What is a Maxillofacial Surgeon

Dentists who perform difficult and complex tooth-extraction operations are called maxillofacial surgeons (also known as Oral Surgeons). They also remove tumors and other growths from patients’ mouths, and fit oral prostheses. Other procedures include treating injuries, diseases, disorders, and deformities in the head, face, jaw, neck, and sinuses. These surgeons are trained to administer anesthesia, as well. For more on job duties, please visit our oral surgeon job description page.

Work Environment

Most maxillofactial surgeons are employed in hospitals, clinics, and the offices of dentists and doctors. These workplaces are generally safe, sterile, and properly equipped. Surgeons must stand for long periods during operations, and may be exposed to infectious diseases. This is a high-pressure profession, as restoring a patient’s appearance or body functions depends upon a surgeon’s steady hand.

Work Schedule

This is a full-time job, involving weekday hours, in most cases. It is not uncommon for a maxillofacial surgeon to work more than 80 hours during some weeks. Emergency operations require some surgeons to be on call at all times. Part-time positions, typically favored by older doctors nearing retirement, also are available.

Mean Annual Maxillofacial Surgeon  Salary

The average annual maxillofacial surgeon salary is $216,440. The mean salary is calculated by adding all the wages within the occupation and divid that value by the total number of employees. Lowest 10% of this occupation makes less than $89,590 and the top 10% makes well over $270,000.

Maxillofacial Surgeon Job Outlook and Prospects

The Bureau of Labor Statistics estimates that the number of jobs in this field will increase 16 percent per year, through 2018. This growth rate, a bit better than that of most occupations, would mean 7,800 positions being added between 2012 and 2022.

The expanding population and increasing number of seniors are helping to spur demand for maxillofacial surgeons. With advancements in technology making procedures less invasive, more people are seeking these specialists’ services. More widespread access to health insurance could be another factor in job growth. While the number of students applying to dental schools is rising, many elderly surgeons are retiring.

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Maxillofacial Surgeon Salary: Factors of Influence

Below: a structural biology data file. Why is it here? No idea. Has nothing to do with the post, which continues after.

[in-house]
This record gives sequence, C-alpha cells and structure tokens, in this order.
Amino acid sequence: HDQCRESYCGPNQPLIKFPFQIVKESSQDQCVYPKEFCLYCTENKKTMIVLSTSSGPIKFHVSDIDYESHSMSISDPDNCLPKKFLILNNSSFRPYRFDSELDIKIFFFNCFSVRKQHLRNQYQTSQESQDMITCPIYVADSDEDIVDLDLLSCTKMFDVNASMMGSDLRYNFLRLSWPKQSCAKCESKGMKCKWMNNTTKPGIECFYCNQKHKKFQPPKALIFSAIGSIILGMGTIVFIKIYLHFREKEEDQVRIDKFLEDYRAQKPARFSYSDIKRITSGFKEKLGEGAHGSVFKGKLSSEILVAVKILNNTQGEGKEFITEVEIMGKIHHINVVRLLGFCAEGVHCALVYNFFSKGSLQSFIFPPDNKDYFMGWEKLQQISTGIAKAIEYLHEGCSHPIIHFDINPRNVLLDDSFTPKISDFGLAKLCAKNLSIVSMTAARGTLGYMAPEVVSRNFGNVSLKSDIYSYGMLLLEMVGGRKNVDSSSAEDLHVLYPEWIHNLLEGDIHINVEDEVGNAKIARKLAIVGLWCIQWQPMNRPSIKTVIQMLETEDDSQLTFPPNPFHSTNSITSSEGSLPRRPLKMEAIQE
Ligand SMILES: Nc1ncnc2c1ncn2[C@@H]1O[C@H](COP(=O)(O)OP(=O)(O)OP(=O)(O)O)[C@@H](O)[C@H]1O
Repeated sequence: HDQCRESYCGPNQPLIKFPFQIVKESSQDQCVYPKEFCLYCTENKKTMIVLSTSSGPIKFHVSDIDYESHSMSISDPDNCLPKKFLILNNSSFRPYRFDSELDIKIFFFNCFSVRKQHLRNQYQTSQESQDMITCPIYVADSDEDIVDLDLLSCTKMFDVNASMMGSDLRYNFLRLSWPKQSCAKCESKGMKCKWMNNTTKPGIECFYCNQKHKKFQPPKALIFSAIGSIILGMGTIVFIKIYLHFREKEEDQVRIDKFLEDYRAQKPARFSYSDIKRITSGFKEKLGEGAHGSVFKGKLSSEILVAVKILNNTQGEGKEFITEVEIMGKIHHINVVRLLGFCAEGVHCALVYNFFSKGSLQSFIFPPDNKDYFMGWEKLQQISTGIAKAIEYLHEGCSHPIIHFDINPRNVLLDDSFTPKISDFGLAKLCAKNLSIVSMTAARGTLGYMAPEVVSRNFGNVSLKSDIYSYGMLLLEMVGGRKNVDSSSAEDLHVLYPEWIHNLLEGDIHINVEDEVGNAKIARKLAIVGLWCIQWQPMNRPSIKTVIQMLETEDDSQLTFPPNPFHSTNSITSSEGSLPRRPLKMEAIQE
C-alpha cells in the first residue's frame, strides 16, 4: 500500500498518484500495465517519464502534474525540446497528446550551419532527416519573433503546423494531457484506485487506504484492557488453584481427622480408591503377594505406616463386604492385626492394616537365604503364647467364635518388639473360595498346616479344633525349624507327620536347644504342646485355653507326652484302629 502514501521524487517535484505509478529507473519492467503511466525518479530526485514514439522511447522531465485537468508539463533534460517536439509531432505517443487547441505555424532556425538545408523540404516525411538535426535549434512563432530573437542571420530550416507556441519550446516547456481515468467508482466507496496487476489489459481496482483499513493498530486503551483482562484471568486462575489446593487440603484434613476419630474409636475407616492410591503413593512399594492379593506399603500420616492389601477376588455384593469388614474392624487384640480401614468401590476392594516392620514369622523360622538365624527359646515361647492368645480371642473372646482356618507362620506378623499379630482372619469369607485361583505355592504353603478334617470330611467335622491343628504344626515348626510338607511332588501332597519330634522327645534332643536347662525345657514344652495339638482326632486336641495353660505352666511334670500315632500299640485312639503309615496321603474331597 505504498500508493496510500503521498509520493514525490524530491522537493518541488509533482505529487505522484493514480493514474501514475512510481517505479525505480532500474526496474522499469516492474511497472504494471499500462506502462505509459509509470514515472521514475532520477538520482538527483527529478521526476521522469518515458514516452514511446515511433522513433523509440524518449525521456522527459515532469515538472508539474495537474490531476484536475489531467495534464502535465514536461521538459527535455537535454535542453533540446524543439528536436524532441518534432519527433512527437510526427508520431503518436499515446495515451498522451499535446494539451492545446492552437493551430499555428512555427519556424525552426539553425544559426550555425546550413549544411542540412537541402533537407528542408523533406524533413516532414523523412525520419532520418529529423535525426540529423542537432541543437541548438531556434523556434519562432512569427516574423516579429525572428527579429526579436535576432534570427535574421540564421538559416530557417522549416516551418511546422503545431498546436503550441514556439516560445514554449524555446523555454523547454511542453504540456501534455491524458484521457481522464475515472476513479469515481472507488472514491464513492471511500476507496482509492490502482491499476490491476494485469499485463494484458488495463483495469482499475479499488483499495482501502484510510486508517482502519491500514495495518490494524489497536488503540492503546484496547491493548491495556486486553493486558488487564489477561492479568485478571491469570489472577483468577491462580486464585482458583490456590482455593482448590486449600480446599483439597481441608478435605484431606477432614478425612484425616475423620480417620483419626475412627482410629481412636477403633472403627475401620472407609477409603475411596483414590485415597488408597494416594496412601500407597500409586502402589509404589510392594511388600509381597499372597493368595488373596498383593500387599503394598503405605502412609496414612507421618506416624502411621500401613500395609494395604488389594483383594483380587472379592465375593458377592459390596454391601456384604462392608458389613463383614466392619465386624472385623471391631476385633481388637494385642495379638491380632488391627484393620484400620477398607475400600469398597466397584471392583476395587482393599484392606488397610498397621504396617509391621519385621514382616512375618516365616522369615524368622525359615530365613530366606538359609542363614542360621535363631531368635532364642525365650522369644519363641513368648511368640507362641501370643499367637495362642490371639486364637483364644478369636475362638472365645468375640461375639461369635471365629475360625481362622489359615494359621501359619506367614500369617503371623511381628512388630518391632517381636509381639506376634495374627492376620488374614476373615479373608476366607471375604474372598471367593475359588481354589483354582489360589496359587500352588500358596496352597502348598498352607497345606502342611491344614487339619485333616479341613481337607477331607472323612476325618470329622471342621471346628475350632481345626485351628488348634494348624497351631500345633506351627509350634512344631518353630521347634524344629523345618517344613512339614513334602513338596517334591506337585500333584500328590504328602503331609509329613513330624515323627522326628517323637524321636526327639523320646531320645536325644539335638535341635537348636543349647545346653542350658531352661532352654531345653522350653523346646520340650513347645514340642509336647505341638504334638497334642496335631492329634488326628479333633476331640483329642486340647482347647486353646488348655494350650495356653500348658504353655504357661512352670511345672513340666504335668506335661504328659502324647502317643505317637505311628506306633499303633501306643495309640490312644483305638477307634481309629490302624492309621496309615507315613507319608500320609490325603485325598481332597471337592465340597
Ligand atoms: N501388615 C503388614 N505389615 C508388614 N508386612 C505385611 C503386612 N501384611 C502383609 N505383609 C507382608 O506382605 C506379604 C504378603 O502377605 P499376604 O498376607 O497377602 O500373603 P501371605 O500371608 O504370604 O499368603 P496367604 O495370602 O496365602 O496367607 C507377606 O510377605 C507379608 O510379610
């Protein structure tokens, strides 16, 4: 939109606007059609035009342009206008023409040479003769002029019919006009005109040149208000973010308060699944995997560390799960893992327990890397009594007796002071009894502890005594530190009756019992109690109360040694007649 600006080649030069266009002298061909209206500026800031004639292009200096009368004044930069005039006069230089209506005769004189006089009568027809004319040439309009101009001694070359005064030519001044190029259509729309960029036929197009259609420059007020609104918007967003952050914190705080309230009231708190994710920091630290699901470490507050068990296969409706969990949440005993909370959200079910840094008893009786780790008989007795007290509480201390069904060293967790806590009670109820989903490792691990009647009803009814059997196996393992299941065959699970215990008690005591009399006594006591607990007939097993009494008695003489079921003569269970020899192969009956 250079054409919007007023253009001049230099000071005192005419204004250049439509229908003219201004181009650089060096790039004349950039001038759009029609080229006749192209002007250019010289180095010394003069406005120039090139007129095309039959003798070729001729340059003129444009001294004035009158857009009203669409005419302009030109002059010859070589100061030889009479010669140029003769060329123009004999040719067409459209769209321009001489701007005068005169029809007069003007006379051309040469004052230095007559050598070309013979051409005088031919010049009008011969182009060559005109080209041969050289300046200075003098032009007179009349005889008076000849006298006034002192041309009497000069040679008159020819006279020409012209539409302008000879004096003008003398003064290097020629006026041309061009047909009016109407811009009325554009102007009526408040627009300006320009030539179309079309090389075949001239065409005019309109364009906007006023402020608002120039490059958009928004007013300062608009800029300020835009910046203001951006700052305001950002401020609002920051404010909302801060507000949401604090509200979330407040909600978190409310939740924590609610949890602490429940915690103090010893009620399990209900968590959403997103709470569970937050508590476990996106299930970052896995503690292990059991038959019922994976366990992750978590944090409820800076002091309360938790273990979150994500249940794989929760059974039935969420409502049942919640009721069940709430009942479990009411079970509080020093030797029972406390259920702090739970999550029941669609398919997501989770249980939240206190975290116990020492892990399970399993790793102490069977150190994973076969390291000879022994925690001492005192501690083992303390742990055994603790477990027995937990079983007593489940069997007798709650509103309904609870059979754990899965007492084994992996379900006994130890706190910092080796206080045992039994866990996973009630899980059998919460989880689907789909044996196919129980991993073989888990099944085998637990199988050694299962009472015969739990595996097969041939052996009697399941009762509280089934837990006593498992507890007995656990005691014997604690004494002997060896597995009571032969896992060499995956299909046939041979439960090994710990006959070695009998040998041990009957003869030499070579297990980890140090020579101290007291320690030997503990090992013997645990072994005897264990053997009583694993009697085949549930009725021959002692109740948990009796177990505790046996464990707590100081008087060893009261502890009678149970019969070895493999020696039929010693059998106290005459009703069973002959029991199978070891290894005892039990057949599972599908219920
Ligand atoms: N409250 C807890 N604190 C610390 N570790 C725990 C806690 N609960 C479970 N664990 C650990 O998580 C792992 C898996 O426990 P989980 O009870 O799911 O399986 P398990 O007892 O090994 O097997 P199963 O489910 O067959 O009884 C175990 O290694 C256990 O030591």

Maxillofacial Surgeons are ensured a rather healthy salary because of their specialized skillset and the extra training necessary to develop those specific medical procedure abilities. Performing a range of surgical procedures, from facial reconstruction to jaw realignment, from tumor removal to teeth extraction, and so much more, a maxillofacial Surgeon is an essential part of most successful dentistry operations, as well as comprehensive trauma units. Their specialized skills combined with the fact that they, like most specialized surgeons, are in high demand around the country, mean their salaries continue to grow.

Education and Specialization

Preparing for a medical career begins in high school, where students should take a science and math classes like biology, chemistry, physics, and algebra. The next requirement is a four-year bachelor’s degree in a science (such as biology or chemistry) from an accredited college or university. This undergraduate program needs to include two years of predental education.

A students must then be accepted by a dental school, which could entail competing with other applicants. A good grade-point average in high school, and an acceptable score on the ACT or SAT test, are critical. Successful completion of the Dental Admission Test is also required. In some cases, undergrads are allowed to begin medical school a year or two before receiving bachelor’s degrees. Four years of study in dental school features classwork, as well as on-the-job training with professionals in the field.

After earning a graduate degree, a student needs to receive residency training with a licensed surgeon. This takes four to six years to complete. To practice, a certificate of specialty training in maxillofacial surgery is mandatory. The final requirement is a state-issued license.


The BLS reported in May 2012 that the overwhelming majority of maxillofacial surgeons (4,180) worked in dental offices and clinics. Physicians’ offices employed 390 surgeons; general medical and surgical hospitals, 210; colleges, universities, and professional schools, 130; and outpatient care centers, 30.

The industries offering the highest average salaries were physicians’ offices, $230,350; dentists’ offices, $226,280; and outpatient care centers, $189,720. The typical hospital paid $122,450, while maxillofacial surgeons at educational institutions earned an average of $62,900.


In recent years, the states reporting the greatest job growth for maxillofacial surgeons have been New York, Texas, Maryland, and Indiana. The percentage of new positions has been lowest in Georgia. Other states experiencing slow job growth are California, Minnesota, and Florida.

However, at last report, California led the nation in the number of positions (490) for maxillofacial surgeons. The mean salary was $179,920. New York had 410 jobs, averaging $249,810. Next were Texas, 360 positions at $209,970; Massachusetts, 350 at $230,370; and Ohio, 260 at $207,610. The metropolitan areas with the most maxillofacial surgeons were Baltimore, Md. (120); Nashville, Tenn. (110); and San Francisco, Calif. (100).

Maxillofacial Surgeon Salary State By State